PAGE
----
D.I.Y. Advertisement in Oakland

by Min Li Chan

If you peer over the wall as you exit the BART train car at the West Oakland elevated station in Oakland, Calif., you'd notice a homemade ad for car donations pasted on the roof of a neighborhood restaurant.



For me, this brief visual encounter spawned a series of reactions. First, I was amused by chancing upon an ad placed so unconventionally but opportunistically within the commuter's line of sight. I was also struck by its rough, handmade simplicity in contrast with the polish of corporate billboards. Finally, I was interested in the idea that every urban surface could be monetized by an enterprising citizen. For those inclined toward the Paulistano school of eschewing billboards entirely, the latter is surely terrifying.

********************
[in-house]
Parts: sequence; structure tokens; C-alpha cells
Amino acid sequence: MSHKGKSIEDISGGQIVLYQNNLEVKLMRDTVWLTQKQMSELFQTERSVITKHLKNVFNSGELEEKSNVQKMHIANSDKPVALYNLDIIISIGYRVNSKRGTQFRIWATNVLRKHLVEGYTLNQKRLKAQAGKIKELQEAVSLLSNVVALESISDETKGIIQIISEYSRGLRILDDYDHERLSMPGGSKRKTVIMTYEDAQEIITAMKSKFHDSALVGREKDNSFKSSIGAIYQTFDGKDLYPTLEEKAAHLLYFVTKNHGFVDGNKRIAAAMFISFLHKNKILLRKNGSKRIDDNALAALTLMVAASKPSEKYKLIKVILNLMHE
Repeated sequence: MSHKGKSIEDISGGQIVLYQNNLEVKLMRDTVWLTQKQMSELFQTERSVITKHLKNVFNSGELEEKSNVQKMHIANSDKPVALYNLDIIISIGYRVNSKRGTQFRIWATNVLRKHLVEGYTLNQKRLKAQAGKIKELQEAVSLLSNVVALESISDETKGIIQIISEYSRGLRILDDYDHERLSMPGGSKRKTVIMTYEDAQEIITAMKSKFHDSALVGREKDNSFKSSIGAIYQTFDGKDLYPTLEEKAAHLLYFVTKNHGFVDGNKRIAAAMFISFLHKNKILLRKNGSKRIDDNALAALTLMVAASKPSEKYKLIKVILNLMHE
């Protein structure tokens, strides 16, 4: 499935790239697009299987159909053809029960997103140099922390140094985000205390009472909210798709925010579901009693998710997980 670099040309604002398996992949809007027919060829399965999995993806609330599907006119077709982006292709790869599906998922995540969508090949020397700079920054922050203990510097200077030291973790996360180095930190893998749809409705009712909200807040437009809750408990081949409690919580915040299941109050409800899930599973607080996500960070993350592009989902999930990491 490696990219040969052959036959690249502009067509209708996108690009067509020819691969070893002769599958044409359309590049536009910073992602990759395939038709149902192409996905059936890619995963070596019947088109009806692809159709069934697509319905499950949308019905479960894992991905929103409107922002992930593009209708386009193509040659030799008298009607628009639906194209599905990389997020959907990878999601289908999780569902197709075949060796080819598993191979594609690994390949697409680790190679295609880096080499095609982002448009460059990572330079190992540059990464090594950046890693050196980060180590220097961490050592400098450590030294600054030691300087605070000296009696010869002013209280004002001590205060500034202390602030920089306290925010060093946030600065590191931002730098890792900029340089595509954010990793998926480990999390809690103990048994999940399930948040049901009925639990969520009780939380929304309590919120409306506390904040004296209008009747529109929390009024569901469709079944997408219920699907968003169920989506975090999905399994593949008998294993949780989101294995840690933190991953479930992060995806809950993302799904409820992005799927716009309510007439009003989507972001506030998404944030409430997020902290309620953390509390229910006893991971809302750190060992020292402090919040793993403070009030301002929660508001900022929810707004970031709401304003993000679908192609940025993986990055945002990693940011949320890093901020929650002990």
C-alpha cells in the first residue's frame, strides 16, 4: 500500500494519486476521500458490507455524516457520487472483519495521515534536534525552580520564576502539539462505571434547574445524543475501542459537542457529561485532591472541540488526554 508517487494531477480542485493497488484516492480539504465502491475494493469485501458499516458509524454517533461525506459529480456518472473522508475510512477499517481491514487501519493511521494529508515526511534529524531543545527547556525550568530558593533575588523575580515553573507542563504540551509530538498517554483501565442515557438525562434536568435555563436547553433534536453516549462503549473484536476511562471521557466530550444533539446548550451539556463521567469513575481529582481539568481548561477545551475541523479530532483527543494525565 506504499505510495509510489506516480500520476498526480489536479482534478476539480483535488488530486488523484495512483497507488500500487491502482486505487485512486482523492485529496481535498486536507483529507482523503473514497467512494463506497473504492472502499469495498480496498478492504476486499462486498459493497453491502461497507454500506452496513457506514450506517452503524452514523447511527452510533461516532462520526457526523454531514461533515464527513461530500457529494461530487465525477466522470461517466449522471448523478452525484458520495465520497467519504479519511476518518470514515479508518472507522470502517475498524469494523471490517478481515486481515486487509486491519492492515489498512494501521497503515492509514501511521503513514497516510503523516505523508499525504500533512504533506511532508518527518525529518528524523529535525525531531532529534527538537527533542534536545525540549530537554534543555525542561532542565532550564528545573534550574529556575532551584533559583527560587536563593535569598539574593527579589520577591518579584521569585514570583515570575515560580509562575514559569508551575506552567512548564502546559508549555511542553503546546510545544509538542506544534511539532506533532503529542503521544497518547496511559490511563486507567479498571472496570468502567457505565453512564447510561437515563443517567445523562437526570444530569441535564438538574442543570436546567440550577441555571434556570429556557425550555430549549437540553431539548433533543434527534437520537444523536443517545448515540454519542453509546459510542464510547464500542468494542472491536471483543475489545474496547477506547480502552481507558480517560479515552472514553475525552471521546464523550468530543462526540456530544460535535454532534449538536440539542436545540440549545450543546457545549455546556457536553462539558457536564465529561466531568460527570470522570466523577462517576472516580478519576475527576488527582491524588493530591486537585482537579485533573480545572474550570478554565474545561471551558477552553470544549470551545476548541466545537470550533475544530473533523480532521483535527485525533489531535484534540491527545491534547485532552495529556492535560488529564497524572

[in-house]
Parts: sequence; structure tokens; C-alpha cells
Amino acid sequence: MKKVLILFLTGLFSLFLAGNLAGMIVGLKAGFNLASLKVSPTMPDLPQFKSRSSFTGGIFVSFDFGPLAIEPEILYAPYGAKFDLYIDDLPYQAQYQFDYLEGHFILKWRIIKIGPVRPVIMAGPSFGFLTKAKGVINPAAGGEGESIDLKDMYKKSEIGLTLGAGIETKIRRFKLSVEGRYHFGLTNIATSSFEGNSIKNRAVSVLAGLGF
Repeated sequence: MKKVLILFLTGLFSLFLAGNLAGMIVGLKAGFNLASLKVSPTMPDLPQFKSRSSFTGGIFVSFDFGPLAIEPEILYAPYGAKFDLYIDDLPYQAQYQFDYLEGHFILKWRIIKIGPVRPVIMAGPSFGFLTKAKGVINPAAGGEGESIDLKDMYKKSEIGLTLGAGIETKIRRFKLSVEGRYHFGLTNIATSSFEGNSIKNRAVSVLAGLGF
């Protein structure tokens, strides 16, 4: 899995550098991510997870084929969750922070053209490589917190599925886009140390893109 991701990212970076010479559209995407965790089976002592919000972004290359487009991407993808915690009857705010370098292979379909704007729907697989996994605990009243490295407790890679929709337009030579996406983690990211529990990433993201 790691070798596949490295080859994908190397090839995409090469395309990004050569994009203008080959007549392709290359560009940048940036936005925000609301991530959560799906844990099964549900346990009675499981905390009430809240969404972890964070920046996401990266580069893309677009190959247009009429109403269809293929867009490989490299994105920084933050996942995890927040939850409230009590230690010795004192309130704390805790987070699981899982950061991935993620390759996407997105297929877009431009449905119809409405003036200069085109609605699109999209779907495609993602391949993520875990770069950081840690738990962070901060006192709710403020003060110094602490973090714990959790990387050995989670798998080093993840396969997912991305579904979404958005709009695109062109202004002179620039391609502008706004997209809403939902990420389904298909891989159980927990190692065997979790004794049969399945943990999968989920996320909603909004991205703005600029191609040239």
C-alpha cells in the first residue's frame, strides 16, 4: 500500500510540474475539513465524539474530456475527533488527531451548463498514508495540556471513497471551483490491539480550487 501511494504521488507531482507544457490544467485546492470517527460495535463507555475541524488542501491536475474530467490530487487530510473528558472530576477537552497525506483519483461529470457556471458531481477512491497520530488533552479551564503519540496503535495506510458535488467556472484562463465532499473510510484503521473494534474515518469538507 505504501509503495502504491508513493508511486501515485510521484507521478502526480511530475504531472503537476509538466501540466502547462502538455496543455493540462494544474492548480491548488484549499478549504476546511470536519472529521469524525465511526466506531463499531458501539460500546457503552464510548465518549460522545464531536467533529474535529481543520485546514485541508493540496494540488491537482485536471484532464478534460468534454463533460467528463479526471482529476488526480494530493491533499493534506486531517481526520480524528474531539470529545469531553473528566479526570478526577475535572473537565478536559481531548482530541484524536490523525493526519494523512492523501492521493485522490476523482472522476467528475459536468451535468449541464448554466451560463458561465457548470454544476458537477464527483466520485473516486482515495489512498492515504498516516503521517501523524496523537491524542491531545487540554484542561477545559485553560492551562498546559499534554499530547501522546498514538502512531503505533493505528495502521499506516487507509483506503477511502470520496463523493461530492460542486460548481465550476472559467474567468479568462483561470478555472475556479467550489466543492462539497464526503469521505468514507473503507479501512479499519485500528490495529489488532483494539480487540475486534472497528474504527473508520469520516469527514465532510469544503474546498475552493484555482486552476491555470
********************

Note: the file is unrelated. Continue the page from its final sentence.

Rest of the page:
Nonetheless, if one were to extend the metaphor of a city to the virtual world — each website as building or urban structure, homepage as front door, users as communities — it seems that we are more forgiving of virtual billboards in our online space than physical billboards in the cities we inhabit. In fact, there is probably something compelling about the notion that any individual or small mom-and-pop business can put up virtual storefronts and place the same online billboards as corporations do. Should we actively equip them to do the same in the physical world?

Then, the aesthetic argument: If the majority of billboards possessed the hallmarks of craft, thought and effort, we might be less inclined to dismiss them as sources of visual pollution.

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